Monday, January 9, 2012

MORTENSEN Mark, NEELEY Tsedal B.
Through the Looking Glass: Reflected Knowledge and Trust in Global Collaboration
INSEAD Working Paper 2012/03/OB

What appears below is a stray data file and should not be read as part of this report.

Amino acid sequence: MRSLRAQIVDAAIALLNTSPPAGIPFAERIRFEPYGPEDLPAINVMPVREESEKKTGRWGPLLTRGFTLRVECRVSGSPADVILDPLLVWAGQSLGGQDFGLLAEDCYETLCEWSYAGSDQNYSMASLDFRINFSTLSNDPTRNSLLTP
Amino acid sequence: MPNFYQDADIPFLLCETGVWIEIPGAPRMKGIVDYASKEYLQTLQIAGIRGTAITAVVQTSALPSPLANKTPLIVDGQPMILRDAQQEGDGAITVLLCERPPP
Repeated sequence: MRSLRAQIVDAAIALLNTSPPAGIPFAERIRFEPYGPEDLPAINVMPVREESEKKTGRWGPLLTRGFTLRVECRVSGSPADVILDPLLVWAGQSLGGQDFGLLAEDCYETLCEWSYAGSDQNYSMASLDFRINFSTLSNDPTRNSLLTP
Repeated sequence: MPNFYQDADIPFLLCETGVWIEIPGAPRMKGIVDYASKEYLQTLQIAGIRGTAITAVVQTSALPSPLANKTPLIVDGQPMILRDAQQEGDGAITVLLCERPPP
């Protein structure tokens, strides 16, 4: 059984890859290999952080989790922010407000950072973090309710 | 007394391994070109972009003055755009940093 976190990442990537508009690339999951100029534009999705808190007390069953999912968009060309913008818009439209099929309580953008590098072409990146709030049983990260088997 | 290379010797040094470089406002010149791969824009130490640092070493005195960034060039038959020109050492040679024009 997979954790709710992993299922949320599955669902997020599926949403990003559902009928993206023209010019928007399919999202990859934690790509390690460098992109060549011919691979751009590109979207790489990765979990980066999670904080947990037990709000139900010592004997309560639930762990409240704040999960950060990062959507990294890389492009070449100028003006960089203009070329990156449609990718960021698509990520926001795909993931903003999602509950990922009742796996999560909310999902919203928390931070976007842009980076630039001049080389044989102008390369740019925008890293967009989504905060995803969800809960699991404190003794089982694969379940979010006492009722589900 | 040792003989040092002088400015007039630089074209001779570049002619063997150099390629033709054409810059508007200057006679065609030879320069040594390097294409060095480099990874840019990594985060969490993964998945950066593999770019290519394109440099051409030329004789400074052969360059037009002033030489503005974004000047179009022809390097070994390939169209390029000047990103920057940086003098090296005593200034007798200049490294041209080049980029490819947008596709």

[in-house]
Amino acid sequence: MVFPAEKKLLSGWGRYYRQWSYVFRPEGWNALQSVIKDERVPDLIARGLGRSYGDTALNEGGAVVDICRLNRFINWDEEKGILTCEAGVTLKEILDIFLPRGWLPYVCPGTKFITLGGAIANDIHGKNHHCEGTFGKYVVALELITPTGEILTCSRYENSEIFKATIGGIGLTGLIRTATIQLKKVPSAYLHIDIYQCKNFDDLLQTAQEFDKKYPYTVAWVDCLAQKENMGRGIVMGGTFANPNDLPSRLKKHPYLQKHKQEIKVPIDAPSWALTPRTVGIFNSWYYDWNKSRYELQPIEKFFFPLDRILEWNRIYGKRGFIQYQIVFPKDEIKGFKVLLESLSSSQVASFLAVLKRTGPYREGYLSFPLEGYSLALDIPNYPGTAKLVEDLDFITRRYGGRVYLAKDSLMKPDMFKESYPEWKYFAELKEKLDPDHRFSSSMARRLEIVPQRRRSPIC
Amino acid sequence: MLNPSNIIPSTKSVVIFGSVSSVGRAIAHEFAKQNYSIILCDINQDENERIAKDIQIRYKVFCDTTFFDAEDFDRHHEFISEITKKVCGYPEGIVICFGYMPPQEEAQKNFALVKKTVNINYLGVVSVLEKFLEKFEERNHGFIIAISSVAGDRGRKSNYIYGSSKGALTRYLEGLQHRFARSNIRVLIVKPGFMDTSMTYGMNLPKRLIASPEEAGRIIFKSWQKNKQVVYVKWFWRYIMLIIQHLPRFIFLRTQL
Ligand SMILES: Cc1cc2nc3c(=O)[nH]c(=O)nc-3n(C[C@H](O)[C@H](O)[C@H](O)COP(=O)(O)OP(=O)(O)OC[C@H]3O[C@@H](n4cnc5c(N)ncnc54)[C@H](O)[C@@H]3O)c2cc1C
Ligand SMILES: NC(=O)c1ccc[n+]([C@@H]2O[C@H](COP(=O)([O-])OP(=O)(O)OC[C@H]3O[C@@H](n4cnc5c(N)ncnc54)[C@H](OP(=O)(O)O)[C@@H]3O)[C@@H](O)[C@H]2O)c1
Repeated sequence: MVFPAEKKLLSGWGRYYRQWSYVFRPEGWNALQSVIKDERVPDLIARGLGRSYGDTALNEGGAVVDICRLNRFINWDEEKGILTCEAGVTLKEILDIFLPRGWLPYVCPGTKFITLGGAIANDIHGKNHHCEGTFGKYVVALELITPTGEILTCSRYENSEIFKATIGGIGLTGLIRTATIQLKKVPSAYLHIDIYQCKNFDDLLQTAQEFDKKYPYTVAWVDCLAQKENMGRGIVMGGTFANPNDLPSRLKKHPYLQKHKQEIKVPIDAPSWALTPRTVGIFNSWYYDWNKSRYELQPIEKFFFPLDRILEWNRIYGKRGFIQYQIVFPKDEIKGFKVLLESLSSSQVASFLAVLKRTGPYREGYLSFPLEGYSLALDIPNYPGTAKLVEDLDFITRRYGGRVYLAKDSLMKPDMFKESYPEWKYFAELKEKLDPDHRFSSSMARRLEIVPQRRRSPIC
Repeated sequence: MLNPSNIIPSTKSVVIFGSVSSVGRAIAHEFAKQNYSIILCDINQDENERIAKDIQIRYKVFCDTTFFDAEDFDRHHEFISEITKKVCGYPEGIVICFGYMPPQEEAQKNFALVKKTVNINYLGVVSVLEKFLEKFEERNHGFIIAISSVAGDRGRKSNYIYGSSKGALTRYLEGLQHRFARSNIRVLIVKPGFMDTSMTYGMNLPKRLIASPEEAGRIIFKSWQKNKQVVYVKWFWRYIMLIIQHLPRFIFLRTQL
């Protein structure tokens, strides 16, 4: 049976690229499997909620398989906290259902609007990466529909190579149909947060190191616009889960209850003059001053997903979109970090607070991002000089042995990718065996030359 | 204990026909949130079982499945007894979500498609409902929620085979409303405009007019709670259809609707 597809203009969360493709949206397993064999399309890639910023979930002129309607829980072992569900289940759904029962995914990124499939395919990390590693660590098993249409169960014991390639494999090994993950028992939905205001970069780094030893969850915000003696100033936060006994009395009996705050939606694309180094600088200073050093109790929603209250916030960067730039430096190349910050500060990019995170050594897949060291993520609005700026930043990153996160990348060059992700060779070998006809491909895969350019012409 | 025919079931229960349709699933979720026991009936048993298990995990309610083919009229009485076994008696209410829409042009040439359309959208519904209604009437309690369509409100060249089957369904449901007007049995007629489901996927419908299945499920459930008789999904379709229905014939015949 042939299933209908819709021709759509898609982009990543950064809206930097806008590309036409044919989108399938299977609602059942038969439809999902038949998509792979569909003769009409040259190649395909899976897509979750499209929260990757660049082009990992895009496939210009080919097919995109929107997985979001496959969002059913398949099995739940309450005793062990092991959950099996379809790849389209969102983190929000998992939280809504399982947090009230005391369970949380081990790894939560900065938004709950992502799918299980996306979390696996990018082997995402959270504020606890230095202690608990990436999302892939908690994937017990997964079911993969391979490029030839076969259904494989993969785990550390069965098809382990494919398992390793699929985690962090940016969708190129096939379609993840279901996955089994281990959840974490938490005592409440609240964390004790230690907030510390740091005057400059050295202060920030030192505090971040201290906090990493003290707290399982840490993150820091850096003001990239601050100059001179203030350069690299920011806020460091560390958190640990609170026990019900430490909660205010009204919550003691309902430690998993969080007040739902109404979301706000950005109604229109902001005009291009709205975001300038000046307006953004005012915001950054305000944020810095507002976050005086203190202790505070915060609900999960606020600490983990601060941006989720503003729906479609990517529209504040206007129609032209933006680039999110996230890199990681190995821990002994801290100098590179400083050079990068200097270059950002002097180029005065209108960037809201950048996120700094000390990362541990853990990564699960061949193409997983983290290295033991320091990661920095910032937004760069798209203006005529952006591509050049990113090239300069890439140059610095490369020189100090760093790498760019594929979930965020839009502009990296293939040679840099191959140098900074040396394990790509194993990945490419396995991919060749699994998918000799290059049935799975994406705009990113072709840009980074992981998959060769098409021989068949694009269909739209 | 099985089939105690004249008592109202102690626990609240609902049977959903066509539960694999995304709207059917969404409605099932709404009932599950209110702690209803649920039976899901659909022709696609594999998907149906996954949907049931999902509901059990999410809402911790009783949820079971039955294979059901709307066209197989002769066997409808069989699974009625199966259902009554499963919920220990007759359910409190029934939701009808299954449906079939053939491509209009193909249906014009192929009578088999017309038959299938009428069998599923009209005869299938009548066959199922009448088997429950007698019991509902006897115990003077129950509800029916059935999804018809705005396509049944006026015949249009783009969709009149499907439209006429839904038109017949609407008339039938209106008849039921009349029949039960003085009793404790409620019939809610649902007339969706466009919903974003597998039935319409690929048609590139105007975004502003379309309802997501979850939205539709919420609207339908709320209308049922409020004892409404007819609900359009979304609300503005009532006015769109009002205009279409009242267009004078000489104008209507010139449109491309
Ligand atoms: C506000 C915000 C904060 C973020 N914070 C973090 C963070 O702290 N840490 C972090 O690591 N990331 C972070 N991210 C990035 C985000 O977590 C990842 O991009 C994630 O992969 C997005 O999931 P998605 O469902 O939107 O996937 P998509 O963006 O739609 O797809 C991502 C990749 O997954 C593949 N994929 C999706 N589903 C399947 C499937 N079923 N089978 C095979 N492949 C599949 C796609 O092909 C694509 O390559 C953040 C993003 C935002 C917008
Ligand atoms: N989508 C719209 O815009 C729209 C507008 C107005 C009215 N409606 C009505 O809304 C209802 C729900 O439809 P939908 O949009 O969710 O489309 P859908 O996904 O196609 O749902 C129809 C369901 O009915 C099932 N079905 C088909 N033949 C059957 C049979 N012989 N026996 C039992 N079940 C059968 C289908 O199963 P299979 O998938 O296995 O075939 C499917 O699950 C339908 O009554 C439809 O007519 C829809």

Scholars argue that firsthand experience with distant colleagues is crucial for fostering trust in global collaboration. However, their arguments focus mainly on how trust accrues from direct knowledge about distant collaborators’ personal characteristics, relationships, and behavioral norms. We suggest that an equally important trust mechanism is “reflected knowledge,” knowledge workers gain about the personal characteristics, relationships, and behavioral norms of their own site by interacting with their collaborators. Through surveys of 140 employees in a division of a global chemical company, we found that direct knowledge and reflected knowledge enhanced trust. While both enhanced feelings of closeness with others, results indicate that direct knowledge increased focal actors’ understanding of their distant colleagues, while reflected knowledge promoted feelings of being understood. We discuss implications of reflected knowledge to theories of trust and interpersonal dynamics in globally distributed collaboration.